The consequence of MGD is tear film instability resulting in dry eye symptoms. Currently, it is unclear how different subtypes of MGD affect the characteristics of the tear film. Thus, the clinical implications of classifying MGD subtypes are not obvious. In the present study, MGD was divided into proposed subtypes, and the question of how various clinical ocular surface parameters differed among the subgroups of MGD and healthy controls was investigated.
The right eyes of 447 patients with MGD diagnoses according to the guidelines from 2011 at the Norwegian Dry Eye Clinic were included in this cross-sectional study. The study was conducted in accordance with the Declaration of Helsinki. The Regional Committee for Medical and Health Research Ethics, Section C, South East Norway (REC) reviewed the use of the data in this study. The REC found the research project “ Evaluation of Data from the Norwegian Dry Eye Clinic ” to be outside the remit of the Act on Medical and Health Research (2008) and therefore could be implemented without specific approval. Written informed consent was obtained from all participants’ prior data collection.
Study patients were randomly selected from all patients seeking consultation due to various ocular symptoms of discomfort consistent with dry eye. All patients were examined at their initial consultation at the clinic by using a standardized protocol including the Ocular Surface Disease Index (OSDI) symptom questionnaire and supplementary clinical tests such as ocular surface staining, tear film break-up time (TFBUT), blink rate, tear film osmolarity, meibography, Schirmer I test, and meibum expressibility and quality. The clinical tests were performed by independent clinicians who were blinded to the classification criteria of MGD subgroups applied in this study. MGD was diagnosed after first diagnosing evaporative DED based on symptoms assessment and tear film parameters. To distinguish MGD from other subtypes of DED, specific assessments were made of meibum expressibility and quality and were evaluated by gland dropout on meibography images. In addition, 20 healthy volunteers without any systemic diseases or pre-existing ocular conditions or symptoms were recruited from the general population through the National Centre for Optics, Vision, and Eye Care as a control group.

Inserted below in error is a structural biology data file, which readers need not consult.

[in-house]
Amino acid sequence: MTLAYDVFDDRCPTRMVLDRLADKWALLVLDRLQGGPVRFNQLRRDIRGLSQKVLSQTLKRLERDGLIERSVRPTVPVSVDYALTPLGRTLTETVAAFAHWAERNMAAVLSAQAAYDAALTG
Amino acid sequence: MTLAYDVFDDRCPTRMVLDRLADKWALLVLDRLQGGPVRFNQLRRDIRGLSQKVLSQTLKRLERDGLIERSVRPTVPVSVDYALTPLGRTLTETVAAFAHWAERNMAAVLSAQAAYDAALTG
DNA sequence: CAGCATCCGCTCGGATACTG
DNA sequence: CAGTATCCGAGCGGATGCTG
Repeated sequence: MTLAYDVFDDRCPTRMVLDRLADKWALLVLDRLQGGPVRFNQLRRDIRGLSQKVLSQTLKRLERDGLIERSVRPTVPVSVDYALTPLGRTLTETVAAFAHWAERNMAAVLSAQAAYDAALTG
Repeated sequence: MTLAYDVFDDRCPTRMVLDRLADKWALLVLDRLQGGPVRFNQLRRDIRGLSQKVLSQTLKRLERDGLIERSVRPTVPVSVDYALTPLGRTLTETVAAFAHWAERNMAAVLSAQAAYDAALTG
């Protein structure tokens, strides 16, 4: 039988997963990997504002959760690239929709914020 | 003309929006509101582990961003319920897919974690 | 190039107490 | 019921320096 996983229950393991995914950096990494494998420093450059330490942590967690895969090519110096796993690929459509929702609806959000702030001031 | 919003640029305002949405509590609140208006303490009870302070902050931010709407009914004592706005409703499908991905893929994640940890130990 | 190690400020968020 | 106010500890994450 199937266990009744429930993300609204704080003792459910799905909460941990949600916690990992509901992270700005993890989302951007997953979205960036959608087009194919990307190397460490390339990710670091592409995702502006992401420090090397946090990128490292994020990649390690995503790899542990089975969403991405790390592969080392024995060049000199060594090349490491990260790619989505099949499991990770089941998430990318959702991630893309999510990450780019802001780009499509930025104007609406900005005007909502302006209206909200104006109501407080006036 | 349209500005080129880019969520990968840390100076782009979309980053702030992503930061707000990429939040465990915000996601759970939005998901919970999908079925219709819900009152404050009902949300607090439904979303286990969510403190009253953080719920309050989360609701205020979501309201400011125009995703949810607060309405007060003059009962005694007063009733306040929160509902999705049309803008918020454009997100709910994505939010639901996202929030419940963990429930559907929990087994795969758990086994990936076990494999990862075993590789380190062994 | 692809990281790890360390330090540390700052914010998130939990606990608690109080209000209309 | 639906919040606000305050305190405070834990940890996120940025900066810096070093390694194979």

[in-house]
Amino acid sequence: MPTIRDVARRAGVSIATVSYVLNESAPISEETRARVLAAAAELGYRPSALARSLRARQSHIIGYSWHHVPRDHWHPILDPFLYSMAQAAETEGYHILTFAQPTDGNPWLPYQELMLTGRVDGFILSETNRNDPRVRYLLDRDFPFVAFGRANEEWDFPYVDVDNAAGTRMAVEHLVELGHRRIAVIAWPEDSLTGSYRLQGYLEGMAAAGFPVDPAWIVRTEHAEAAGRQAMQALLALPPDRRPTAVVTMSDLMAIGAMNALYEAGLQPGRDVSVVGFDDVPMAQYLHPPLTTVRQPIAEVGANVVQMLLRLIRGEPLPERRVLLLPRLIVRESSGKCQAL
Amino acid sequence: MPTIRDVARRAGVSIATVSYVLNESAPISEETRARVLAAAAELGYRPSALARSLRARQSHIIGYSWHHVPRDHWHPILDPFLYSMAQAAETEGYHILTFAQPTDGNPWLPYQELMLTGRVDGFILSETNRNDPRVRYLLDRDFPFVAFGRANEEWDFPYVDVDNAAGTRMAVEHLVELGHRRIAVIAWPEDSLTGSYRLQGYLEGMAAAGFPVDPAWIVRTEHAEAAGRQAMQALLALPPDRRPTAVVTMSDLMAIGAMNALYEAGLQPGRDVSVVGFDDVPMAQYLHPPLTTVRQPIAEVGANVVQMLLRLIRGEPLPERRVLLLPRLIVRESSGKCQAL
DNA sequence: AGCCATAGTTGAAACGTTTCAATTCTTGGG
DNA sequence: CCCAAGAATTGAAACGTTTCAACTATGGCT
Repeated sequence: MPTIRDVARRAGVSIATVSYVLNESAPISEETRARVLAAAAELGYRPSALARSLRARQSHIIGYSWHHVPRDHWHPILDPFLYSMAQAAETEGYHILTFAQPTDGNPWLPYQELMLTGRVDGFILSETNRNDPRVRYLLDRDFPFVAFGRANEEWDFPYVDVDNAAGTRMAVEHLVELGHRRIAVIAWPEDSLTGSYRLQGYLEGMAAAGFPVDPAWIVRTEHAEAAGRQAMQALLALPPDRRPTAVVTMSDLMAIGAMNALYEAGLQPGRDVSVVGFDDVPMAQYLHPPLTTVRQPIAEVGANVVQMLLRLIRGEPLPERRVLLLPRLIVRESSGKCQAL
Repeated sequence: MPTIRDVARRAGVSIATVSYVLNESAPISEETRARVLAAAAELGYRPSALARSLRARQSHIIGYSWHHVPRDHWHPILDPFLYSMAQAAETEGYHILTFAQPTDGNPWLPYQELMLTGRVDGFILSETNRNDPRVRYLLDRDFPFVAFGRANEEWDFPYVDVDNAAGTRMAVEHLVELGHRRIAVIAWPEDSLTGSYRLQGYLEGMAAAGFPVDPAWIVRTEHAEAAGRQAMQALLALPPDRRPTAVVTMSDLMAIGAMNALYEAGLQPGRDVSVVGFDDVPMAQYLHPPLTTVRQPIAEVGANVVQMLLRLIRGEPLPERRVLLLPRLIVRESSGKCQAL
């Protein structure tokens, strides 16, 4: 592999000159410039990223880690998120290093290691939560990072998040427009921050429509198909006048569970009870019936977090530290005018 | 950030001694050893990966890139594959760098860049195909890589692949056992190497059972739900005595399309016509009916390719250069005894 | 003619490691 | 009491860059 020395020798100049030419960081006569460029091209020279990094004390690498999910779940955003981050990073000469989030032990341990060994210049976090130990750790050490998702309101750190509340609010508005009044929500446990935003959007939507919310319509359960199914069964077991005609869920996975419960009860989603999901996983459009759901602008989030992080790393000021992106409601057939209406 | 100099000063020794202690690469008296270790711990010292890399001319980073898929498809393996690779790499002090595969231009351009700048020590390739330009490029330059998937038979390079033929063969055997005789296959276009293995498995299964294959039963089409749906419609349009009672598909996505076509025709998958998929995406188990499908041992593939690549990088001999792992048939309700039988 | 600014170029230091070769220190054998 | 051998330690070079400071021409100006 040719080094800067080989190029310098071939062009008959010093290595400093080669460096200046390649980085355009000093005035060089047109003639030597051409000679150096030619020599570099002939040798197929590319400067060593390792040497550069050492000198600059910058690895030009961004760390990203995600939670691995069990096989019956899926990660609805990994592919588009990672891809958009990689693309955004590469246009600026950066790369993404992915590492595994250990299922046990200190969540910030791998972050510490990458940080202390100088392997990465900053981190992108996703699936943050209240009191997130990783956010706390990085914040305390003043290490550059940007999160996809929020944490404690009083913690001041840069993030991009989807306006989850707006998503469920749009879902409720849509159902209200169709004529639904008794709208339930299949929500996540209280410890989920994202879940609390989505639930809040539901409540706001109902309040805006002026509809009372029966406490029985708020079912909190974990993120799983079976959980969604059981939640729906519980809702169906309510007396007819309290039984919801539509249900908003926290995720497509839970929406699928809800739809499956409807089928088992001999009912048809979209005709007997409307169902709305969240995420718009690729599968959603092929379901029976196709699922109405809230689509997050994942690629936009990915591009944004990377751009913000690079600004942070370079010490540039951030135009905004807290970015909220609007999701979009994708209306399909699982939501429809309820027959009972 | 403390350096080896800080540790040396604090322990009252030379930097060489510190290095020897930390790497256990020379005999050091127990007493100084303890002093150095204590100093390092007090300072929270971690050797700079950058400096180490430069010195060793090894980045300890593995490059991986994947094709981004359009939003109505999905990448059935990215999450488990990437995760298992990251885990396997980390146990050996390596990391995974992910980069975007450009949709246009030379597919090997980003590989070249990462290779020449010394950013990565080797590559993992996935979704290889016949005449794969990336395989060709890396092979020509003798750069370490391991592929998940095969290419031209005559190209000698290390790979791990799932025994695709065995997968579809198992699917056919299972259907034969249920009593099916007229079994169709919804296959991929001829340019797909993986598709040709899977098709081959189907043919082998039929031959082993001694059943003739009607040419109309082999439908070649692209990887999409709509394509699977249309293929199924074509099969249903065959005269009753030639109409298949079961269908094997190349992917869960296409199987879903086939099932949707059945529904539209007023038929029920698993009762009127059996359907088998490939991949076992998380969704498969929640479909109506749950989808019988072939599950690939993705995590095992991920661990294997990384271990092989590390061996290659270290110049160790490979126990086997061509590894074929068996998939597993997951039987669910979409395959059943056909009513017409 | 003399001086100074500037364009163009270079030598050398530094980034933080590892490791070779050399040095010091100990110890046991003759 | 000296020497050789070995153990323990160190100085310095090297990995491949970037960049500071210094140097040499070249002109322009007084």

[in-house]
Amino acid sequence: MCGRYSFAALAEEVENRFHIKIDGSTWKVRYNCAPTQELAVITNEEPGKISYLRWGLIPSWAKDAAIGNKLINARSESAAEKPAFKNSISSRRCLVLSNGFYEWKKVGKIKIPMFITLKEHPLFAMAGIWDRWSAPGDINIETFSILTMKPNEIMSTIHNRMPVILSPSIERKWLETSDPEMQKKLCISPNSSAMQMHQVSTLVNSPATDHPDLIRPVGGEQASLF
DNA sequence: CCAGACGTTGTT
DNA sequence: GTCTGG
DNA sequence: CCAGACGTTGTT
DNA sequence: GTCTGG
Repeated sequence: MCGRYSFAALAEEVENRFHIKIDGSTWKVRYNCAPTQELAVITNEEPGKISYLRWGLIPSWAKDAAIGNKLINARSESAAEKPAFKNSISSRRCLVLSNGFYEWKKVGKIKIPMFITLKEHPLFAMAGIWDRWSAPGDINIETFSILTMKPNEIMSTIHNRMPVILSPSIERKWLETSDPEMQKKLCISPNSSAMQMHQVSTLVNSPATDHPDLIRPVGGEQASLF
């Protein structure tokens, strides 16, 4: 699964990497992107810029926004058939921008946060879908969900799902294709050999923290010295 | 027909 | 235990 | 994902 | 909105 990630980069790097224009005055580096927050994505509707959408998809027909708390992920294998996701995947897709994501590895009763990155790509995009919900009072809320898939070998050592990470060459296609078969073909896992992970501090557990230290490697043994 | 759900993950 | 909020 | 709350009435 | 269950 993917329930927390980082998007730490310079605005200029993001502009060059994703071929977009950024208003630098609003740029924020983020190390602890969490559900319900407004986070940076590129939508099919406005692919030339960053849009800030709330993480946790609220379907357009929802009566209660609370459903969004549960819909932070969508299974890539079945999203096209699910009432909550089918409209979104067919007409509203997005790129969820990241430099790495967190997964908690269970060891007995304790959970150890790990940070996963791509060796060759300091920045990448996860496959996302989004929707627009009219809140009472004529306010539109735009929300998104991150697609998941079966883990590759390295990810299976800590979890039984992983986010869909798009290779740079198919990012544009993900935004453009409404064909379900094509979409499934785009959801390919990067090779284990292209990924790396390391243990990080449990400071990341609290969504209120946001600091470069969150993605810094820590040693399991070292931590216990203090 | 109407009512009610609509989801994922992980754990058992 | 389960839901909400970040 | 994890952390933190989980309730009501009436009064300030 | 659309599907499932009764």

All patients first completed a symptom questionnaire to obtain an OSDI score between 0 (no symptoms) and 100. The ability of 5 MGs in the central area of the lower eyelid was tested for meibum secretion after firm digital pressure was applied. The results were scored from 0 to 3 depending on the number of expressible glands found among the 5 central glands, where 0 = all glands expressible; 1 = 3–4 glands expressible; 2 = 1–2 glands expressible; and 3 = no glands expressible ( Table 1 ). The quality of expressed meibum was scored from 0 to 3, where 0 = clear fluid; 1 = cloudy fluid; 2 = cloudy and particulate fluid; and 3 = opaque, toothpaste-like meibum. The final meibum quality score was the sum of all 8 central MGs in the lower eyelid ( Table 1 ). MGs that were not able to express meibum could affect the results, and this was noted in the patient’s journal.